This article was written by Mike Capsuto, SCORE Orange County Business Mentor
Obtaining payments from customers is a major problem for companies that rely heavily on accounts receivable. A customer may be experiencing a cash flow problem and purposely delaying payments. Cash is the heart of any business. Accelerating cash collections can help speed payments to your suppliers, which may lower or eliminate interest payments on your payables and increase your credit rating. A majority of businesses reported receiving late payments from their customers or no payments at all. In addition, some businesses in their early stages of development partially stock their inventory, but never open their doors. Fraud has been committed on unsuspecting businesses anxious to make a sale without minimally investigating the buyer. Here are some tips to keep your cash flow flowing.
Make sure you are not dealing with a ghost.
• If possible, visit your customer's place of business.
• Checkout the company with the local Better Business Bureau.
• Use the Ripoff Report website (www.ripoffreport.com) to determine if the company has committed fraud in the past.
• Use apps such as Google Maps or Google Earth to ensure that the maps conform to their address.
• Verify that the business is not a transient location such as an apartment building, motel or vacant lot especially if the “bill to” and “ship to” addresses are different.
Caution: Do not rely on a company having a web site. A web site does not ensure legitimacy. Anyone can put up a web site.
Obtain a credit report.
• Obtaining credit reports for potential customers can reduce nonpayments and increase your cash flow.
• Before entering into any agreement with a customer, verify their credit status to ensure that they have a track record of paying their bills.
• Use this insight to set appropriate credit limits.
• Contact one of the credit bureau agencies to sign up for their service. The three major bureaus are Equifax, Experian and TransUnion.
• Verify that you have a legal reason for obtaining credit reports from potential customers. If you are granting a customer any form of credit, you have a legitimate reason to screen customers for their credit worthiness.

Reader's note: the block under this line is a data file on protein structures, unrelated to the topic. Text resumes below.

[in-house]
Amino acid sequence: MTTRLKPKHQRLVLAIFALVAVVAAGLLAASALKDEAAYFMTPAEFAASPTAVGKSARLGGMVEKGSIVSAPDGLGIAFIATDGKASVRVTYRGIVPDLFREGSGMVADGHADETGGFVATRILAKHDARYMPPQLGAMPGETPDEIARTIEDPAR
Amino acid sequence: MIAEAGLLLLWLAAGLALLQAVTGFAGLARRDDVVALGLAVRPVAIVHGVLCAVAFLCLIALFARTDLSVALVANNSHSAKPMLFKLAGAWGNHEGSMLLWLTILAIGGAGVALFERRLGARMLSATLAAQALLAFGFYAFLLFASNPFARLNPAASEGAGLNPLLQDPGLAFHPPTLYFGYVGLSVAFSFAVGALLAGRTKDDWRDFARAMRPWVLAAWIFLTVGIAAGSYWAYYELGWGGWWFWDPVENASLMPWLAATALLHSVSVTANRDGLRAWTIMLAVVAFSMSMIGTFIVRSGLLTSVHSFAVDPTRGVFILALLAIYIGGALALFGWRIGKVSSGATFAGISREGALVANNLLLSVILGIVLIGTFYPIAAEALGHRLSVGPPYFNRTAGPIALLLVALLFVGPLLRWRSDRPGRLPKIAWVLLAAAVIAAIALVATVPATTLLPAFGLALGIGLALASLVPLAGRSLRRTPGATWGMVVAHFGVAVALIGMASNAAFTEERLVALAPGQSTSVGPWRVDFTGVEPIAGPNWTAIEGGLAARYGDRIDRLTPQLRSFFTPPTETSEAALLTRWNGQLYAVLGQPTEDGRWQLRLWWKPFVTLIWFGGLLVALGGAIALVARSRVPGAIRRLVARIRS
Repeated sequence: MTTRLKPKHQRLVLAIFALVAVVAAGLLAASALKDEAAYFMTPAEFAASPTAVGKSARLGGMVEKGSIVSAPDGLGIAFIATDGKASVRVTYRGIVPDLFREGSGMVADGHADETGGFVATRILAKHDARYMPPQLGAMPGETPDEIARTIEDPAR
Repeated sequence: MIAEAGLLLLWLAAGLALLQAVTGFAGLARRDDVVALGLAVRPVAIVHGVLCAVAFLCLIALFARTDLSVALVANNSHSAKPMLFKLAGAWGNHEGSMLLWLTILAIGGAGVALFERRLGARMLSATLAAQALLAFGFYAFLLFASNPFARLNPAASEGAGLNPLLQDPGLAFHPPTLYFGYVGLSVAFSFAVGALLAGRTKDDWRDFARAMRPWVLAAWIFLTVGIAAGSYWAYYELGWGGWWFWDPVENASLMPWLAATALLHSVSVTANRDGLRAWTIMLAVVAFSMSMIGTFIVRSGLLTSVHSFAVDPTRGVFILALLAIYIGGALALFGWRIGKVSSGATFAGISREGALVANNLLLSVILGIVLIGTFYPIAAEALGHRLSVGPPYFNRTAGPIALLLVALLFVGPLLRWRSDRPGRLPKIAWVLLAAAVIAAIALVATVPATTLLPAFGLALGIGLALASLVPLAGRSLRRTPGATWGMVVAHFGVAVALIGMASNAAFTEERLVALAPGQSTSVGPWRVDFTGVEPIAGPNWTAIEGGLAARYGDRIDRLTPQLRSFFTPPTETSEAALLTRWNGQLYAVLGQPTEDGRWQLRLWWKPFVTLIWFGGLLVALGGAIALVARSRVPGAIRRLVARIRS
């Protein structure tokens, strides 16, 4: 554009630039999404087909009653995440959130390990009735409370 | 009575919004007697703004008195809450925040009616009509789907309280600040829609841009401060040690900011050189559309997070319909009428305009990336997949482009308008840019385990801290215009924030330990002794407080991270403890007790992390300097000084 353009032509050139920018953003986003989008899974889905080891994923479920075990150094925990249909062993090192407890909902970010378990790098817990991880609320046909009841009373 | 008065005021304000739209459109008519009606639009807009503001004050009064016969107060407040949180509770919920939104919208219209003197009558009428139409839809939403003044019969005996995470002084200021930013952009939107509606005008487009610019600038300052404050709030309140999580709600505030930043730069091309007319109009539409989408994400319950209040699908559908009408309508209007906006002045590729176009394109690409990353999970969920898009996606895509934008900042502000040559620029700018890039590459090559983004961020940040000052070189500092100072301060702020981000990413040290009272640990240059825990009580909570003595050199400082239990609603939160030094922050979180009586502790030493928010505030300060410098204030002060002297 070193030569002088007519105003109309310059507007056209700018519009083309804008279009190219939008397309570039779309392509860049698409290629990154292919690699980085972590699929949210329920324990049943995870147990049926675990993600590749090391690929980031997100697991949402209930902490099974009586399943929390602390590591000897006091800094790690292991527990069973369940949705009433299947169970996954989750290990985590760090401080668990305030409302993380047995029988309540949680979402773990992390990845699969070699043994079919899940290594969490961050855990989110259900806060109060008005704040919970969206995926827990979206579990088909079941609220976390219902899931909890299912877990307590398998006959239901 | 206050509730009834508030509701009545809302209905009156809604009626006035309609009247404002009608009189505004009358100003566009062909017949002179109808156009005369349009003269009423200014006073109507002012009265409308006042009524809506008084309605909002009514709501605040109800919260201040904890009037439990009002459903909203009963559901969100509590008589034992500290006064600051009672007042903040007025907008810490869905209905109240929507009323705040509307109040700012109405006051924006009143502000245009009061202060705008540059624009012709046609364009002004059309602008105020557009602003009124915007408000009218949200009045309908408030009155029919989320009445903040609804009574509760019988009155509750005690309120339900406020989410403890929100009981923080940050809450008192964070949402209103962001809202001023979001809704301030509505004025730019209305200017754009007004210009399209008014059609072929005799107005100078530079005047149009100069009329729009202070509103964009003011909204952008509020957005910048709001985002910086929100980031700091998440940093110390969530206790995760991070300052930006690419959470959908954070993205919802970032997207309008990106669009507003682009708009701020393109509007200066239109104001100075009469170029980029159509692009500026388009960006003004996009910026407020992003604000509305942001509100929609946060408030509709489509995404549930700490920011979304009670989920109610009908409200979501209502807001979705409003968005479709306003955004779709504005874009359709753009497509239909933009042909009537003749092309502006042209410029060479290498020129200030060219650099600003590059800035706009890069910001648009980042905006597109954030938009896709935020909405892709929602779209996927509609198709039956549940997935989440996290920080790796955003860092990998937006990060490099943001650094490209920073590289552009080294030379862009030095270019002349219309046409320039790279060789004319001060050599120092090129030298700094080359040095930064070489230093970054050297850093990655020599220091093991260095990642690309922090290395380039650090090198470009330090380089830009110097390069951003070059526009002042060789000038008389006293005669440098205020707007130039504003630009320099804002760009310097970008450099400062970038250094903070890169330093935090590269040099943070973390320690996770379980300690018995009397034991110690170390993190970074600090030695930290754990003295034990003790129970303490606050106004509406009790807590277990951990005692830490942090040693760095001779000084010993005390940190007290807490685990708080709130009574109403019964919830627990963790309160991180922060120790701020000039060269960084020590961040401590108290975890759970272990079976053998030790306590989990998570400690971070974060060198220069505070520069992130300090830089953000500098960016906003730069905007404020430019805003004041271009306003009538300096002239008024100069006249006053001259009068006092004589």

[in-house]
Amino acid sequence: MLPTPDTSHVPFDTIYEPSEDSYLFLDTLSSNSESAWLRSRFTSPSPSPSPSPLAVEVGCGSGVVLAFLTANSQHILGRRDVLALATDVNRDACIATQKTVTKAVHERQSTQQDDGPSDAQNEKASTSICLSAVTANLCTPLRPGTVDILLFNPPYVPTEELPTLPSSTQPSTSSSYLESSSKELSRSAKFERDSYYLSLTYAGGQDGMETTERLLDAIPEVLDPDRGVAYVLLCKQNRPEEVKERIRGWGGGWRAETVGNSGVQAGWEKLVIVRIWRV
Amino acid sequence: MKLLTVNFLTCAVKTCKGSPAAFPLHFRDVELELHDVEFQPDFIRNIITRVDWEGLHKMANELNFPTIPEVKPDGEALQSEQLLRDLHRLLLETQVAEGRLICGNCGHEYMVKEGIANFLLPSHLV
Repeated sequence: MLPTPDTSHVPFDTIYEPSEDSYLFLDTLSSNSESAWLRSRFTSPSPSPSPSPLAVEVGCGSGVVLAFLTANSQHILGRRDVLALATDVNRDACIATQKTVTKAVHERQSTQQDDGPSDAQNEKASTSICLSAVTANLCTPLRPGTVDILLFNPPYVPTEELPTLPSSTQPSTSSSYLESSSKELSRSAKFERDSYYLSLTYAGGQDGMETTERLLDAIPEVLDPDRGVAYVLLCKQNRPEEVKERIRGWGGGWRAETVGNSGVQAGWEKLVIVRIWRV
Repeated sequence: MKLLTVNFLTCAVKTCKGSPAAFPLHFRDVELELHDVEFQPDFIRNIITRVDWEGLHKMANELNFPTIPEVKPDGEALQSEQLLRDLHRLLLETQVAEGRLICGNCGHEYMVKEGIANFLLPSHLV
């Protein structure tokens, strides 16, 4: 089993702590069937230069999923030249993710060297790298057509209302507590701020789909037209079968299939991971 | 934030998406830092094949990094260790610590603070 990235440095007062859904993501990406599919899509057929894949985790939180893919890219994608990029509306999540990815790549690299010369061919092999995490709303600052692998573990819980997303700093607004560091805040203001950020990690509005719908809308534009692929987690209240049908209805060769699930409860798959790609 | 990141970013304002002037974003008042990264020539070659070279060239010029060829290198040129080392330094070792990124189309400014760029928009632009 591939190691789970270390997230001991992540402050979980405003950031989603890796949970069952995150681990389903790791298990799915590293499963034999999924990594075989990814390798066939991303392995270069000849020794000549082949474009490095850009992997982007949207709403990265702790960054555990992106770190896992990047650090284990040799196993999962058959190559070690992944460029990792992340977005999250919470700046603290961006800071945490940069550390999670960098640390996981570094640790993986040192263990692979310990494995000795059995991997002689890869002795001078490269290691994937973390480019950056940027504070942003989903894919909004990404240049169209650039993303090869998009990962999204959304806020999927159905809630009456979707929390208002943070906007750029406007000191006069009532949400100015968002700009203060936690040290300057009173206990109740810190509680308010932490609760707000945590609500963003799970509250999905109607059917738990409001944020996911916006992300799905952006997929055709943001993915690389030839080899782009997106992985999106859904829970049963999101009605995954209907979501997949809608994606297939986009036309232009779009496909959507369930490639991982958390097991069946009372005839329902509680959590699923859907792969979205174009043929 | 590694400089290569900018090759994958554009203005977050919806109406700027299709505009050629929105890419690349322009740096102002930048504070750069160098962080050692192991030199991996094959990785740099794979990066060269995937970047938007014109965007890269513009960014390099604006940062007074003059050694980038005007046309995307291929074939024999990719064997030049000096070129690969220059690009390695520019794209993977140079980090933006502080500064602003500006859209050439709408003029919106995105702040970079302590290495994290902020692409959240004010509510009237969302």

Caution: Customers must sign a credit application before you obtain their credit report. Review the latest privacy and disclosure guidelines listed by the federal and state governments.
Accept credit cards or offer discounts to speed up cash collections.
• Businesses and government agencies use credit cards to make a wide variety of purchases.
• Instead of waiting 30 days, 60 days, or more to collect payment, you can get paid in 2 or 3 days.
• The burden of collecting shifts to the credit card company instead of you.
• When billing a customer, offer a cash discount for paying within a set date of the invoice. A 2% discount if paid within 10 days of the invoice date amounts to a $200 savings on a $10,000 purchase. State this savings clearly on the invoice.
Caution: You'll have to pay a percentage of each sale to the credit card company, and possibly a monthly fee, but those expenses may be negligible when you consider the time and money you'll save by not having to send out monthly statements or pursue payments..
Use informal sources of information.
• Read trade publications regularly. You can obtain much insight into the dynamic changes in your industry that might affect your customers.
• Use your personal and professional contacts for their insights into current or new customers.
• If you have outside salespeople, ask for their opinion and insights.
Caution: Verify any verbally obtained information.
Credit terms should be clearly stated.
• Set terms covering goods/services, invoicing and payment and obtain your customer's agreement prior to entering any transaction with them.
• Issue invoices as soon the merchandise is shipped.
• Ensure the invoices are sent to the correct address and department, the purchase order number is listed and include the accounts payable person's name if known.